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Chapter Objectives

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Upon completion of this chapter, the learner should be able to:

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  1. Describe clinical examples of impaired motor control-stability.

  2. Develop and implement patient-centered therapeutic interventions to improve stability aspects of motor control.

  3. Develop and implement functional interventions that include opportunities to apply joint or segment stability in the context of essential functional activities.

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Introduction

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Since his stroke 6 months ago, Mr. Simon has had obvious problems with his left arm and leg, particularly with stabilizing the knee joint during weightbearing. His left knee snaps back into locked extension during left midstance weight-bearing (right swing) of gait 100% of the time. Another patient, Mrs. Desonier, had a stroke that affected primarily her left upper extremity, leaving her with a dense hemiplegia with complete paralysis. She has developed major, painful left shoulder subluxation and cannot stabilize the shoulder joint because of lack of motor control of the rotator cuff muscles. Both patients demonstrate the same underlying impairment, lack of motor control-stability, but in different body joints. Once the problem has been identified, what therapeutic options are available for these patients?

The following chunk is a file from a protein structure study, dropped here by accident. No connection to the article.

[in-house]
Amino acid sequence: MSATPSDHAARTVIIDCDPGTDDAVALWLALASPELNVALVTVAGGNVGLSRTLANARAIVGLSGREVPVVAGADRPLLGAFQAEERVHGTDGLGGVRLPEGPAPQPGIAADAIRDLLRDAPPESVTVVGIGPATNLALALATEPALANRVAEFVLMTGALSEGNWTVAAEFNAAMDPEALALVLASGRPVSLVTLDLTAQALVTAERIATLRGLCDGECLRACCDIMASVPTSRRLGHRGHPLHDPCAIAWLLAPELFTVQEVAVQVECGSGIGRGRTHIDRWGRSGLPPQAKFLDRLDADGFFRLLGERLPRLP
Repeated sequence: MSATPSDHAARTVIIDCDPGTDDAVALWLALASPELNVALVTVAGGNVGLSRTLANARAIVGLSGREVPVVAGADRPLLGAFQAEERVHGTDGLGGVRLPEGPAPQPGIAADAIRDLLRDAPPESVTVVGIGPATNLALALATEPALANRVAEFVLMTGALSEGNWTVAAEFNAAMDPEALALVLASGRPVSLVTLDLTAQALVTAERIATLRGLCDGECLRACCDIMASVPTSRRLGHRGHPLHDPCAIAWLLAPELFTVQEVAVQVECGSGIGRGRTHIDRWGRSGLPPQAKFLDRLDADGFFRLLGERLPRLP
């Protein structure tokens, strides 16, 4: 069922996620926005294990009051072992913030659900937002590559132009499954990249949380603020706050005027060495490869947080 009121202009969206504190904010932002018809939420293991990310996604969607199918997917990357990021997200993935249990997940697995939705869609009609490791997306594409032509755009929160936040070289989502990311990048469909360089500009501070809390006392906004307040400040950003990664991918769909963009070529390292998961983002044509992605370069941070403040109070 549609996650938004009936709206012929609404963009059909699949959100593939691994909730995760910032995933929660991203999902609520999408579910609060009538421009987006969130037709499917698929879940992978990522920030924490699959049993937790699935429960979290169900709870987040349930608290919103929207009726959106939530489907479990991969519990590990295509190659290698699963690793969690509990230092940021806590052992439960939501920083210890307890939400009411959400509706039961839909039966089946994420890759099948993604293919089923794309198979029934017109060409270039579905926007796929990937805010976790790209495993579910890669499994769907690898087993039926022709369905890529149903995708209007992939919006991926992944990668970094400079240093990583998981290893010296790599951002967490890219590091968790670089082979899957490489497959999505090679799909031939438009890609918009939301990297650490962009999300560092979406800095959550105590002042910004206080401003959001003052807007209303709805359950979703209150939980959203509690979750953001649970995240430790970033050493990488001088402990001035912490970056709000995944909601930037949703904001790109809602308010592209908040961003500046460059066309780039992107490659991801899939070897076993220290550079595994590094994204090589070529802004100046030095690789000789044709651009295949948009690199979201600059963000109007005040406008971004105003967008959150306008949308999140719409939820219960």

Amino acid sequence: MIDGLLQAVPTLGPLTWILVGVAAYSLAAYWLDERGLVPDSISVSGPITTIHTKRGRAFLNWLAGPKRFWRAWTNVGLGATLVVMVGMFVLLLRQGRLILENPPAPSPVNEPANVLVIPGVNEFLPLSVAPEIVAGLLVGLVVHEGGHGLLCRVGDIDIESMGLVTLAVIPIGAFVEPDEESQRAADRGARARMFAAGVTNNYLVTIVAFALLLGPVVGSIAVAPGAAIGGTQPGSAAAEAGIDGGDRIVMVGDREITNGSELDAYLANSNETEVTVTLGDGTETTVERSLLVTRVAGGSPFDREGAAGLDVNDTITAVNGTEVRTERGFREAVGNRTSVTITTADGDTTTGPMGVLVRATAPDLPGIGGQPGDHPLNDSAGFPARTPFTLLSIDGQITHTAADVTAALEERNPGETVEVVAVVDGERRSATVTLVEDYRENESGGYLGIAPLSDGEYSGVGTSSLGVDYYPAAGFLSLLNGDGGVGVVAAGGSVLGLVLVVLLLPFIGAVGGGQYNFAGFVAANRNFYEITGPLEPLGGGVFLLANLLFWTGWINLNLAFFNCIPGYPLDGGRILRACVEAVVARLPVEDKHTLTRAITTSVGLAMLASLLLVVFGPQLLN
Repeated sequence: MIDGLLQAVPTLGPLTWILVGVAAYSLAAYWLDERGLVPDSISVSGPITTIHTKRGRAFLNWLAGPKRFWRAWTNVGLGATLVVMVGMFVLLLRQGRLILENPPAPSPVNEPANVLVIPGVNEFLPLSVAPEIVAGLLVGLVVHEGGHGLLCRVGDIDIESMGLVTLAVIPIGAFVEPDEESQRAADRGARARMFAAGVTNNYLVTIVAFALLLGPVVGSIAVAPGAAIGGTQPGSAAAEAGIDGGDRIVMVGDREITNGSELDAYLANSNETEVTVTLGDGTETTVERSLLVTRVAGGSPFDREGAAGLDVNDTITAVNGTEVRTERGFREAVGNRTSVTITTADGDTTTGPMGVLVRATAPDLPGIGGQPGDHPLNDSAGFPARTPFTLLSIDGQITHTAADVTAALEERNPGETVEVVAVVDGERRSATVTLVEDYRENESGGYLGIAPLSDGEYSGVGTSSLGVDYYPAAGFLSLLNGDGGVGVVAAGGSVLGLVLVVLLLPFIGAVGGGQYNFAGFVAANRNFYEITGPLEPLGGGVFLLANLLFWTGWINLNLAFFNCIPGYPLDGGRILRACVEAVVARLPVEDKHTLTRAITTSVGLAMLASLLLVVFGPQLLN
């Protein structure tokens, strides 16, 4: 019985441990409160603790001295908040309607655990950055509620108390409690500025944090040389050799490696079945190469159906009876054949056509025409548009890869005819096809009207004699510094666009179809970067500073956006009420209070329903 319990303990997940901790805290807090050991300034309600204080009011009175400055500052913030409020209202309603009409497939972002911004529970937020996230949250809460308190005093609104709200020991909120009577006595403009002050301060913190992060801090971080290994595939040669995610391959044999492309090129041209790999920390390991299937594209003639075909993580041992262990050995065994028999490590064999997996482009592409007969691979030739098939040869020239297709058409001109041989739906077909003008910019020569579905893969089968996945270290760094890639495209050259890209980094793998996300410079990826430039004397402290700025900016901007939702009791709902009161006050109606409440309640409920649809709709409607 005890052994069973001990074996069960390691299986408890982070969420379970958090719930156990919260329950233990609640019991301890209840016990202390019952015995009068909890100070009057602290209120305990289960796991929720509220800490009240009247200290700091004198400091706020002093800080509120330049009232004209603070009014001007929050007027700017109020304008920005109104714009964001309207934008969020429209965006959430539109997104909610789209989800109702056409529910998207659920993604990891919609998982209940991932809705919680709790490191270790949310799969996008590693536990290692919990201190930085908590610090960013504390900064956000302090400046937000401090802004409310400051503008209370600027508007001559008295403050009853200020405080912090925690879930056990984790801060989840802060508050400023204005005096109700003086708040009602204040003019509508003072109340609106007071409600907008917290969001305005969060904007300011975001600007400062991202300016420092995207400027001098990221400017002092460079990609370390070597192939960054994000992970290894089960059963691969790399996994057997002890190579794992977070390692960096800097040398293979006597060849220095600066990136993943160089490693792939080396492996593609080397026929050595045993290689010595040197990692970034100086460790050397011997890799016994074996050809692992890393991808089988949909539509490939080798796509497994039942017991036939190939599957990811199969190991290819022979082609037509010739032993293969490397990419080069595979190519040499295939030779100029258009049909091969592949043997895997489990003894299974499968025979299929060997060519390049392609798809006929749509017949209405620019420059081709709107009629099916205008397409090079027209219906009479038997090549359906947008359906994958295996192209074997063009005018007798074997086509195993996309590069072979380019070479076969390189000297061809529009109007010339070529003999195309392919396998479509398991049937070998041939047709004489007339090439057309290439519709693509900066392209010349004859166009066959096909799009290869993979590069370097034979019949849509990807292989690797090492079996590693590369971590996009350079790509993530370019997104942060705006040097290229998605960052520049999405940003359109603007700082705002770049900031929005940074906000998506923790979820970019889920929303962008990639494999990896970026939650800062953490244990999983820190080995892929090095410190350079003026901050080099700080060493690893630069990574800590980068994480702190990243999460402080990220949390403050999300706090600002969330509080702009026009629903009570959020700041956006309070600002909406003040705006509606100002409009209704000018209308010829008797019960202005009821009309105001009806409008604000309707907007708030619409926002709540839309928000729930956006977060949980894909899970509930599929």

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As described in Chapter 6, motor control includes aspects of precise neuromotor control for both stability and movement. Motor control-stability is the aspect of motor control that allows a joint or body segment to be stable at a time when movement is not supposed to occur there (often a different part of the body is supposed to move at that same time). Such stability requires coordination between the neuromotor and the musculoskeletal systems. In this chapter, the terms “motor control-stability,” “stability motor control,” and “neuromotor stability” are used interchangeably, which implies that the instability is related to problems in the way the brain controls movement and not to disruptions of a capsule, ligament, or tendon. Impairments in joint or body segment stability due to lack of motor control can be seen in patients with a wide variety of neurological diseases across the lifespan and in most peripheral joints, the trunk, and the neck segment. The term “body segment” refers to a part of the body that may include more than one joint, such as the trunk, whereas “joint” is limited to one joint, such as the knee. Common examples of joint or body segment instability related to musculoskeletal disorders are summarized in Table 24-1.

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Table Graphic Jump Location
TABLE 24-1Examples of Joint or Body Segment Instability Commonly Related to Neuromuscular Disorders
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THINK ABOUT IT 24.1

What functional activities and activities of daily living might ...

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